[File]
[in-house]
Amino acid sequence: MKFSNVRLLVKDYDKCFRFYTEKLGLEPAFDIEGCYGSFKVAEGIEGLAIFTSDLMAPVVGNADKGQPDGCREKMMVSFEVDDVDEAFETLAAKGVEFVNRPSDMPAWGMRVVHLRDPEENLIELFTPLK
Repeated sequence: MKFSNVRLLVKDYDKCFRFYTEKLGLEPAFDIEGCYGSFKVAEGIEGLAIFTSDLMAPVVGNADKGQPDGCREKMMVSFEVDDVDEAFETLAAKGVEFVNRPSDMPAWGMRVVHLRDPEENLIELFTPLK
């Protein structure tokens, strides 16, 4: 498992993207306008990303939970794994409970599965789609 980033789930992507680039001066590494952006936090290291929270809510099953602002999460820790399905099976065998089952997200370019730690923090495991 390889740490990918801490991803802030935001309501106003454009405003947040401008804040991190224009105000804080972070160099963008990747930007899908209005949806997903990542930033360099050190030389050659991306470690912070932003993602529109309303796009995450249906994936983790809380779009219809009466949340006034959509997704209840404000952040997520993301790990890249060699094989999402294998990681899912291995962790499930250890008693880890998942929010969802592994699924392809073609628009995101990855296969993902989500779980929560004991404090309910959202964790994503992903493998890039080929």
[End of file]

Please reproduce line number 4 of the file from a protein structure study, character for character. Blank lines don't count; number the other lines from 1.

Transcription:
């Protein structure tokens, strides 16, 4: 498992993207306008990303939970794994409970599965789609 980033789930992507680039001066590494952006936090290291929270809510099953602002999460820790399905099976065998089952997200370019730690923090495991 390889740490990918801490991803802030935001309501106003454009405003947040401008804040991190224009105000804080972070160099963008990747930007899908209005949806997903990542930033360099050190030389050659991306470690912070932003993602529109309303796009995450249906994936983790809380779009219809009466949340006034959509997704209840404000952040997520993301790990890249060699094989999402294998990681899912291995962790499930250890008693880890998942929010969802592994699924392809073609628009995101990855296969993902989500779980929560004991404090309910959202964790994503992903493998890039080929």